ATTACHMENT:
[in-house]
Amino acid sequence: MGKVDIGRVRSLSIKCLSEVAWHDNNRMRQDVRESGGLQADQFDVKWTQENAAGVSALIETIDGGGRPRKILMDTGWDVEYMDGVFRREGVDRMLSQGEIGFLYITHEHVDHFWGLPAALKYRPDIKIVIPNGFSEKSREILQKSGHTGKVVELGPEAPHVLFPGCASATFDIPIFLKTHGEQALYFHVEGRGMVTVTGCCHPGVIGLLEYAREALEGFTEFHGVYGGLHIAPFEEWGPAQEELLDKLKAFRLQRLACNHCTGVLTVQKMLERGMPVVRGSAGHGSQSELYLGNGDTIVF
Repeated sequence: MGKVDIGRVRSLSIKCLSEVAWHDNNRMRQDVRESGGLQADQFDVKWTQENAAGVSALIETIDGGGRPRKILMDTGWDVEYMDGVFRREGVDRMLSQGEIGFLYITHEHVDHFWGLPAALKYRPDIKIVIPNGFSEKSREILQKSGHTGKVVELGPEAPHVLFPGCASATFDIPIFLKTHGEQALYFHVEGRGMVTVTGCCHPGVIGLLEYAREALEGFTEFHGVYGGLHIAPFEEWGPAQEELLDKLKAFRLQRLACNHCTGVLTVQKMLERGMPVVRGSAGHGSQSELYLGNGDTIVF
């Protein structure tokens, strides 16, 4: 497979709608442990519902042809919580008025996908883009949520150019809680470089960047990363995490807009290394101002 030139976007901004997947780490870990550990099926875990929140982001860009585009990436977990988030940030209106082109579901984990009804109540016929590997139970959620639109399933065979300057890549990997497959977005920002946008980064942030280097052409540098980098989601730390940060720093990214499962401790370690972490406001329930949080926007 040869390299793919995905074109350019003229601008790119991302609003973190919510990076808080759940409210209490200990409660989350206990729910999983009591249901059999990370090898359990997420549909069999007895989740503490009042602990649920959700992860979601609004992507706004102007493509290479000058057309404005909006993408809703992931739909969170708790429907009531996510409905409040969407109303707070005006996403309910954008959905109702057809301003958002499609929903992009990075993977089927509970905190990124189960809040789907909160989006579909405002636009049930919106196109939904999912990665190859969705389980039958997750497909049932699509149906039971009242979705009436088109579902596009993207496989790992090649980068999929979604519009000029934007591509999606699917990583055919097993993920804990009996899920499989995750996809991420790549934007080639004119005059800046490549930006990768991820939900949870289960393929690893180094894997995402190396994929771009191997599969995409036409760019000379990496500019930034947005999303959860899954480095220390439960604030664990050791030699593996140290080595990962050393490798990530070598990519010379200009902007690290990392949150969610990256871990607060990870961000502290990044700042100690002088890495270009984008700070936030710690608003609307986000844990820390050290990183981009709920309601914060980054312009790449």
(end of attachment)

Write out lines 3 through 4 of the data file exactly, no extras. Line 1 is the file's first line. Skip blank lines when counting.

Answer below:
Repeated sequence: MGKVDIGRVRSLSIKCLSEVAWHDNNRMRQDVRESGGLQADQFDVKWTQENAAGVSALIETIDGGGRPRKILMDTGWDVEYMDGVFRREGVDRMLSQGEIGFLYITHEHVDHFWGLPAALKYRPDIKIVIPNGFSEKSREILQKSGHTGKVVELGPEAPHVLFPGCASATFDIPIFLKTHGEQALYFHVEGRGMVTVTGCCHPGVIGLLEYAREALEGFTEFHGVYGGLHIAPFEEWGPAQEELLDKLKAFRLQRLACNHCTGVLTVQKMLERGMPVVRGSAGHGSQSELYLGNGDTIVF
């Protein structure tokens, strides 16, 4: 497979709608442990519902042809919580008025996908883009949520150019809680470089960047990363995490807009290394101002 030139976007901004997947780490870990550990099926875990929140982001860009585009990436977990988030940030209106082109579901984990009804109540016929590997139970959620639109399933065979300057890549990997497959977005920002946008980064942030280097052409540098980098989601730390940060720093990214499962401790370690972490406001329930949080926007 040869390299793919995905074109350019003229601008790119991302609003973190919510990076808080759940409210209490200990409660989350206990729910999983009591249901059999990370090898359990997420549909069999007895989740503490009042602990649920959700992860979601609004992507706004102007493509290479000058057309404005909006993408809703992931739909969170708790429907009531996510409905409040969407109303707070005006996403309910954008959905109702057809301003958002499609929903992009990075993977089927509970905190990124189960809040789907909160989006579909405002636009049930919106196109939904999912990665190859969705389980039958997750497909049932699509149906039971009242979705009436088109579902596009993207496989790992090649980068999929979604519009000029934007591509999606699917990583055919097993993920804990009996899920499989995750996809991420790549934007080639004119005059800046490549930006990768991820939900949870289960393929690893180094894997995402190396994929771009191997599969995409036409760019000379990496500019930034947005999303959860899954480095220390439960604030664990050791030699593996140290080595990962050393490798990530070598990519010379200009902007690290990392949150969610990256871990607060990870961000502290990044700042100690002088890495270009984008700070936030710690608003609307986000844990820390050290990183981009709920309601914060980054312009790449």